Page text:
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Man breaks into Louisiana governor's mansion, falls asleep on couch

The Louisiana State Police has revealed an extraordinary security breach at the Governor's Mansion, saying they had arrested a man last week who trespassed into the building and damaged property before falling asleep on a couch.

Officials didn't report incident for several days, haven't said whether John Bel Edwards was home

The Louisiana Governor's Mansion, shown in a 2016 file photo, is surrounded by an iron fence and is supposed to guarded by state troopers. On Monday, State Police revealed an odd security breach. (Jonathan Bachman/Reuters)

The Louisiana State Police on Monday revealed an extraordinary security breach at the Governor's Mansion, saying they had arrested a man last week who trespassed into the building and damaged property before falling asleep on a couch.

Reynard Green, 34, of Baton Rouge was booked Wednesday on counts including simple burglary, criminal trespass and criminal damage to property. It was not immediately clear whether he had a lawyer.

East Baton Rouge Parish Sheriff Sid Gautreaux said booking records showed Green was found asleep on a couch and had broken an antique wooden table. Gautreaux said booking records referred to the location of the incident only as a "governmental building."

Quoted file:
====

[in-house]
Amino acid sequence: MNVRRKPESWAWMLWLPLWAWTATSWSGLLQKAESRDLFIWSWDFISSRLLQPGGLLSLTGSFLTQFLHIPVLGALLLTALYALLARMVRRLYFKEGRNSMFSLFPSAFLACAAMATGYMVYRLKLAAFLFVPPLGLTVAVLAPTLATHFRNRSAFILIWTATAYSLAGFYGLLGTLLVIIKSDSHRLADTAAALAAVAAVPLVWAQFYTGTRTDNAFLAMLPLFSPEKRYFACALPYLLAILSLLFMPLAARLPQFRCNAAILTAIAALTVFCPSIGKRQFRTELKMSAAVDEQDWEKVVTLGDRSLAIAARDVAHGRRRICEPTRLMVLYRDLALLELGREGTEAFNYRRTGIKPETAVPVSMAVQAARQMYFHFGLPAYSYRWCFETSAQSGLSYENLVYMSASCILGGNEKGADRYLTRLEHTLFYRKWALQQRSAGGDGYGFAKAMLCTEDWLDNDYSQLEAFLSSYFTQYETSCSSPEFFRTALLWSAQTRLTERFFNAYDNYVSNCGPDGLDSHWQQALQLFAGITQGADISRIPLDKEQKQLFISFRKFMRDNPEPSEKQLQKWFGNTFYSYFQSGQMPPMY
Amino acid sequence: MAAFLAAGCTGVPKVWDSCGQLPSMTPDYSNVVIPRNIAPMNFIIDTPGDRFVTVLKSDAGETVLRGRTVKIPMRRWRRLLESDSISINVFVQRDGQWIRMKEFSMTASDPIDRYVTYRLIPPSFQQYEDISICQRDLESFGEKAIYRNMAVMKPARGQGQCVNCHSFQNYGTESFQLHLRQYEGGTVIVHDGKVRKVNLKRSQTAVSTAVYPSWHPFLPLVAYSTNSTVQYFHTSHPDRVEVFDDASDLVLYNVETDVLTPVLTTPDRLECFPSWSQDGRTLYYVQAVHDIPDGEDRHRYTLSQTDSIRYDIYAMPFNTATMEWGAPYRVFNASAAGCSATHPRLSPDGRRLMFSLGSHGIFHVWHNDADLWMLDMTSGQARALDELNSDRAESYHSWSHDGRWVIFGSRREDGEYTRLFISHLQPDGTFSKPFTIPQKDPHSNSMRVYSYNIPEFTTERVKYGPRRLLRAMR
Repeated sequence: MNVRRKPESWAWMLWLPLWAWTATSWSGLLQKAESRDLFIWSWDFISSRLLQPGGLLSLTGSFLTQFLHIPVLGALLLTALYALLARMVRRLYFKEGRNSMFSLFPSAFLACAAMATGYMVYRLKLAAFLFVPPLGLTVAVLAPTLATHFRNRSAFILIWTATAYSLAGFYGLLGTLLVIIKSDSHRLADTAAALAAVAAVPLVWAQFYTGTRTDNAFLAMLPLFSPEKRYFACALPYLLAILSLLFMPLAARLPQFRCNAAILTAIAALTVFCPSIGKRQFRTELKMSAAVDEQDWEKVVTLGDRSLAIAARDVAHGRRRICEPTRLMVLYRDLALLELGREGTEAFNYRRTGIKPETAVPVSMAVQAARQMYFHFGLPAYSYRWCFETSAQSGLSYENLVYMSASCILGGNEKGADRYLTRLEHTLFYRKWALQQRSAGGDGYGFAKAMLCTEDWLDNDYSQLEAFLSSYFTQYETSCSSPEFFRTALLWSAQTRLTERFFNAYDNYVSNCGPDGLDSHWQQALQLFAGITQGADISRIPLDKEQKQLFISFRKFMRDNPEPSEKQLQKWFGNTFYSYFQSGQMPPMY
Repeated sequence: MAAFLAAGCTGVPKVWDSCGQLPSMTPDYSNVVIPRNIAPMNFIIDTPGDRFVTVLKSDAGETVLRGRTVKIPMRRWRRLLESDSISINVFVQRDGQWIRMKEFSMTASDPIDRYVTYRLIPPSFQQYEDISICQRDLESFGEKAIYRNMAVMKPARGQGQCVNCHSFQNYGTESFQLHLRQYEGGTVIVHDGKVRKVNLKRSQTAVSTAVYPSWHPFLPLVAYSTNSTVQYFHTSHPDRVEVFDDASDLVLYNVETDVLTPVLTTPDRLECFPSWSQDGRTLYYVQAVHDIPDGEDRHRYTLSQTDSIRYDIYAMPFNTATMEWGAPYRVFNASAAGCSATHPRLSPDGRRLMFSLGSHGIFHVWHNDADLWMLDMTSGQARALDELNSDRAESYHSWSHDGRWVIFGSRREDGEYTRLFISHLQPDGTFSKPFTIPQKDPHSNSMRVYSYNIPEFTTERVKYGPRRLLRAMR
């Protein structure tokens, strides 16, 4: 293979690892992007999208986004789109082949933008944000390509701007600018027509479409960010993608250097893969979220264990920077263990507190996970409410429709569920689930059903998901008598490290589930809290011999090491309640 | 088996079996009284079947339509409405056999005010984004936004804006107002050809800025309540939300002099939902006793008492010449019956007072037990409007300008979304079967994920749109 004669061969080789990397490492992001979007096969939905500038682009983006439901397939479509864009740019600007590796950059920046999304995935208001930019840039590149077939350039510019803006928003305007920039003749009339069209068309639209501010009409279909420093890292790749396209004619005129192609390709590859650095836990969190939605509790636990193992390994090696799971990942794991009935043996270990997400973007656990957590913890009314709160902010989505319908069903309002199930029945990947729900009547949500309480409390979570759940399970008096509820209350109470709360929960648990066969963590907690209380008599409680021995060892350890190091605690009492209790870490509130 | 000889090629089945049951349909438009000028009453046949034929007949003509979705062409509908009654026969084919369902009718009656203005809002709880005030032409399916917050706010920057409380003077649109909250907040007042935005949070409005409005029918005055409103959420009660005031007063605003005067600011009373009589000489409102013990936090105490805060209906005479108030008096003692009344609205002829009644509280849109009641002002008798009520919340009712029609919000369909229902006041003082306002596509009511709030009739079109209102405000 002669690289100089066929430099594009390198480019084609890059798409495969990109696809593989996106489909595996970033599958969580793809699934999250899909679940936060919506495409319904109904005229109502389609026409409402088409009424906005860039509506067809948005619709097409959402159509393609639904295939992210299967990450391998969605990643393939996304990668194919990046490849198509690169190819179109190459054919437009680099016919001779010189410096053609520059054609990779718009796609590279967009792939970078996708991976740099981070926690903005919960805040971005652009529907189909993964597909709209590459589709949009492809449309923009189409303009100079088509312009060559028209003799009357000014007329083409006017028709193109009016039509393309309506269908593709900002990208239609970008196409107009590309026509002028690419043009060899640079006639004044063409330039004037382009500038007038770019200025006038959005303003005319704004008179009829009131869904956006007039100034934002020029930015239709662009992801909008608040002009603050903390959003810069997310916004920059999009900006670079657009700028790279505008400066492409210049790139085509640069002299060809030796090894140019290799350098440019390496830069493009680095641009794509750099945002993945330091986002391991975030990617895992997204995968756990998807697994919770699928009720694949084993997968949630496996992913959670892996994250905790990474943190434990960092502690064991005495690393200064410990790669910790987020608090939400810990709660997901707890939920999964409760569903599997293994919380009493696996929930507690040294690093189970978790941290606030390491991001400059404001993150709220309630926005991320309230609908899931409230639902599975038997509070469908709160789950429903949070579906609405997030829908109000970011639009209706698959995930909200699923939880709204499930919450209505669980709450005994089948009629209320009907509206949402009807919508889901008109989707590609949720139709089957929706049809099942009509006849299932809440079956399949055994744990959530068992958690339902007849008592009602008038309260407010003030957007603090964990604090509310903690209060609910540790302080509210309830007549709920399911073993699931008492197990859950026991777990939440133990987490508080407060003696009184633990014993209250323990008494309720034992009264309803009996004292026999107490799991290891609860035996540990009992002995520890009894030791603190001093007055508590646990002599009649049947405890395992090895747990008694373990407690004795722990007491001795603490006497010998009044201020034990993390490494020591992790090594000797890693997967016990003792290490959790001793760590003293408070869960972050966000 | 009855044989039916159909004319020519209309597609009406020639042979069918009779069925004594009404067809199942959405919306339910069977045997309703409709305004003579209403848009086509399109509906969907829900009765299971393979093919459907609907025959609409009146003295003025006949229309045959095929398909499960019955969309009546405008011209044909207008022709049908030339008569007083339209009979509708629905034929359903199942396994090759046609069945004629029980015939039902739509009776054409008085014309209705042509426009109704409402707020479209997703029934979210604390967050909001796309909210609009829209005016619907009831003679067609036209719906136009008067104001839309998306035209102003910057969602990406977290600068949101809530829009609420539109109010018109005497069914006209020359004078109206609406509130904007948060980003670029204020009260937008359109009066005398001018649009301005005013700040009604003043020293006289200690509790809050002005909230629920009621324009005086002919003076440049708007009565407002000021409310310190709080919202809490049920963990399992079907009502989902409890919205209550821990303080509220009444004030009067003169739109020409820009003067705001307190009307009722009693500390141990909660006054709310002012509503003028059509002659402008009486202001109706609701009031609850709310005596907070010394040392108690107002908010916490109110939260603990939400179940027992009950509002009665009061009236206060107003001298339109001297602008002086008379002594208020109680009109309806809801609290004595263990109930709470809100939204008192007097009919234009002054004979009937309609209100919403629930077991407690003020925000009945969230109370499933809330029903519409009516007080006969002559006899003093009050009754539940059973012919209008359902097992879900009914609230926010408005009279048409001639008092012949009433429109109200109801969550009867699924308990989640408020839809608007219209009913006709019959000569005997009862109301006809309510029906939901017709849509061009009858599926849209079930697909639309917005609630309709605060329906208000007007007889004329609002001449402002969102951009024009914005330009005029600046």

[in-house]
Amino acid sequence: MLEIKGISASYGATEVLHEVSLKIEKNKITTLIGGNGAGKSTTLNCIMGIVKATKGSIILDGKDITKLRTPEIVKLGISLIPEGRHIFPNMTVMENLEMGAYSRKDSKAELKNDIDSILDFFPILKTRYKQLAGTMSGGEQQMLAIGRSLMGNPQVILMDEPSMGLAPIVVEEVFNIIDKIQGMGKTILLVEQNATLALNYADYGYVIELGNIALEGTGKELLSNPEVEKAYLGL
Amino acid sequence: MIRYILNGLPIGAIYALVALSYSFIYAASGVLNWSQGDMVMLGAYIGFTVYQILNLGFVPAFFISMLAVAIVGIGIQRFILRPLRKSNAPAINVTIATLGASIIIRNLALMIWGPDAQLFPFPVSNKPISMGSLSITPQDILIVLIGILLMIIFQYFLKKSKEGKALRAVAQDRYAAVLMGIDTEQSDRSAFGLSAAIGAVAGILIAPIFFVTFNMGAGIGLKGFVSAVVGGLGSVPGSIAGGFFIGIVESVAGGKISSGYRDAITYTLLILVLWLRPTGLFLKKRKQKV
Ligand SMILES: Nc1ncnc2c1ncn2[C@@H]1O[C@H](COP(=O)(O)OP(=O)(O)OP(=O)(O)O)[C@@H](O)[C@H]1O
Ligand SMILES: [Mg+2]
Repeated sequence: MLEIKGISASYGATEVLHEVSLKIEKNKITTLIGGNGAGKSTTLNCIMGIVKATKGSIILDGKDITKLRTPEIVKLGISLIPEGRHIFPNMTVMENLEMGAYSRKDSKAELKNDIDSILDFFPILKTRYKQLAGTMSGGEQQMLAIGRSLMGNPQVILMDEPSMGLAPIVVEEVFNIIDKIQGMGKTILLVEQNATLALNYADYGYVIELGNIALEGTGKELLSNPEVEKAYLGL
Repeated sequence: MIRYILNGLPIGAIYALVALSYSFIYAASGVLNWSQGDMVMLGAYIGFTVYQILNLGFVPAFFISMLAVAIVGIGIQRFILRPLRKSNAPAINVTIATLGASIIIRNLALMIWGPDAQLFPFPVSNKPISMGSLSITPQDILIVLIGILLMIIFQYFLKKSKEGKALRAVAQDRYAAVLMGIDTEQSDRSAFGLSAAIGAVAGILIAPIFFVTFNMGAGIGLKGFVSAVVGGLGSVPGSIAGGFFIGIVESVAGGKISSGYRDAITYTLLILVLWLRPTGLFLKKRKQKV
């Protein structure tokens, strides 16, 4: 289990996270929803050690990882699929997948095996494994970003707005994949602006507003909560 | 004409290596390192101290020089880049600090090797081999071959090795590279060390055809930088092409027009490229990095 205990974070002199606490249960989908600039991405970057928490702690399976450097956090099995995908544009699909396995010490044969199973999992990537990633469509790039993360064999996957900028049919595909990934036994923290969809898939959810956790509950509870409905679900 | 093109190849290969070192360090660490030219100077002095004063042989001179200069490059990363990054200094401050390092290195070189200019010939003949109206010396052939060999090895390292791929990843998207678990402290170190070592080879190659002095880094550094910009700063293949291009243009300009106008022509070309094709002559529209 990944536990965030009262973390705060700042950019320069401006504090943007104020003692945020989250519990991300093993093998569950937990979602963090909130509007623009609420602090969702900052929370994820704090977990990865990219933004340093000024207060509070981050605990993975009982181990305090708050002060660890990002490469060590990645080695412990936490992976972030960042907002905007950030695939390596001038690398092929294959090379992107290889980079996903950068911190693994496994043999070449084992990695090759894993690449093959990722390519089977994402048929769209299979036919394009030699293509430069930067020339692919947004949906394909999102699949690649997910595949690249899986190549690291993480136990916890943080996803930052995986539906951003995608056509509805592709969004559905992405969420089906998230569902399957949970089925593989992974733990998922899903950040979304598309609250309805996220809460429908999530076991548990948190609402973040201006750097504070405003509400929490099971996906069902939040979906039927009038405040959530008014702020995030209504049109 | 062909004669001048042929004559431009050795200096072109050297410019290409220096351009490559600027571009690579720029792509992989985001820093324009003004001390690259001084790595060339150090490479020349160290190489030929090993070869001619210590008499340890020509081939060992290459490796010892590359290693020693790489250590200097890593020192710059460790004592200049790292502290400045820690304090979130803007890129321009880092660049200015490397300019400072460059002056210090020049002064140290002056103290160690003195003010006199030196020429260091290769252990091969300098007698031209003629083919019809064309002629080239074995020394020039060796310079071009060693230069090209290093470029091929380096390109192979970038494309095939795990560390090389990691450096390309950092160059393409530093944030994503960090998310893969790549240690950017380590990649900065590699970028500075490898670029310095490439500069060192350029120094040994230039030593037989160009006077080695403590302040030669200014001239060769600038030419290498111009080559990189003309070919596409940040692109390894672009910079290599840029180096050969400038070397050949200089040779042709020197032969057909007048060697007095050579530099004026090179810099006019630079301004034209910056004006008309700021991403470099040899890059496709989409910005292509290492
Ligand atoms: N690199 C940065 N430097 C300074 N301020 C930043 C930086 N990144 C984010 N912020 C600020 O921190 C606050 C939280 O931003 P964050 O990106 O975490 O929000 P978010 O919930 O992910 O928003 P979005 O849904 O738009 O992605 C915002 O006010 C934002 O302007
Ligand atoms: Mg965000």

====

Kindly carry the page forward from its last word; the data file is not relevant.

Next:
State Police spokesperson J.B. Slaton said Green also had assaulted two law enforcement officers after being taken to a police headquarters.
Reynard Green, 34, was booked Wednesday on counts including simple burglary, criminal trespass and criminal damage to property. (East Baton Rouge Parish Sheriff's Office via AP)

"He actually tried to disarm one of the officers," Gautreaux said, adding officials also found suspected narcotics on Green after patting him down.

Booking records show Green was found asleep before 6 a.m. The records say he was placed in leg shackles as he was "becoming extremely violent."

Few details of what happened were immediately available.

Slaton said that while the breach remains under investigation, authorities are reviewing security protocols at the mansion "for potential areas of improvement."

The Governor's Mansion is enclosed by a tall iron fence, with only one entrance gate and is supposed to be guarded by state troopers whenever the governor is there.

Authorities wouldn't immediately comment on whether Gov. John Bel Edwards or his family were in the mansion at the time. A spokesperson for the governor referred comment to the State Police.